Wanting to do a thousand other things other than marry the village khan -- including apprenticing herself to her granduncle to be a dyer, witty, unique weaver Anahita hits on the idea of posing a riddle contest to find herself a mate. She wants to do what's right for her father, the village kadkhuda or leader, and to keep the family name unsullied, but she also wants a voice of her own. Though the lives of her mother and grandmother were merry, Anahita is uneasy at the idea of marriage. There are so many choices, and so many other things to do!
Coming up with the riddle contest buys her time, but buys her more attention that she expected. There are Russian soldiers nibbling at the borders of their land, and the shah seems ineffective and disinterested in the traditional lives of the nomads. Each of Anahita's suitors come from several different walks of life, and their stories allow readers to see different parts of historical Iran, weaving a historical tale out of many varied strands. The beautiful poetry of Rumi and other Sufi poets is sprinkled throughout, giving the novel an otherworldly beauty, and allowing readers to see the beauty in the history of the lands of the Near East.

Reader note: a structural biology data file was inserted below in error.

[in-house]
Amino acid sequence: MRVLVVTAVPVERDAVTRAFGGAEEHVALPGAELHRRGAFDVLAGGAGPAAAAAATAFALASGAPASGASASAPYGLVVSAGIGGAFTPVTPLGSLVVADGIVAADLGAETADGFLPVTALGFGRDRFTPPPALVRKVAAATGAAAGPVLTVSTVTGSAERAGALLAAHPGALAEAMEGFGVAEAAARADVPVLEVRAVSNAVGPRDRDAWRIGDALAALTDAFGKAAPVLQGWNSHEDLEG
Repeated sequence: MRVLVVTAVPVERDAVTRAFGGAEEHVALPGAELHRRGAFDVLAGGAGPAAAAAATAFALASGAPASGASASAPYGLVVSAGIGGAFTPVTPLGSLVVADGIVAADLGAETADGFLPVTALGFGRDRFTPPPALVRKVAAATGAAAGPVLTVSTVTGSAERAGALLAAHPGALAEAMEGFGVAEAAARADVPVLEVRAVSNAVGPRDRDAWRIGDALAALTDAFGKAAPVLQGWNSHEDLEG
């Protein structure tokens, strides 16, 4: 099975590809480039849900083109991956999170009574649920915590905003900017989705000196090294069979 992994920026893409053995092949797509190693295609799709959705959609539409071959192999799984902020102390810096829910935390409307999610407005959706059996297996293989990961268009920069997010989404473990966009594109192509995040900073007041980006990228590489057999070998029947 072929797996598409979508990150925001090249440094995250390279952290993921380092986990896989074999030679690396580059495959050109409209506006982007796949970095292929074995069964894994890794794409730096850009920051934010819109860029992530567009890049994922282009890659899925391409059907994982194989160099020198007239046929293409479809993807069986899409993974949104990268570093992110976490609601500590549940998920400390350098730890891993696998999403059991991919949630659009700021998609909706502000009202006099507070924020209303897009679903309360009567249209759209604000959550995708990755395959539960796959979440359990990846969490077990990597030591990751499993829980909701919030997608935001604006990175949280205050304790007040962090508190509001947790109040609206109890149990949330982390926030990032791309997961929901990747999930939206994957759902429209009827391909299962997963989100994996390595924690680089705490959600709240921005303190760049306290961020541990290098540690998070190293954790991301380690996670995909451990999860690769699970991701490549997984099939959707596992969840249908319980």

Which of Anahita's suitors can best help her be a part of Iran's changing times? And whose name will she finally embroider next to hers in her marriage qali? An unusual historical novel in which for once a girl has her own say about a marriage! Very enjoyable!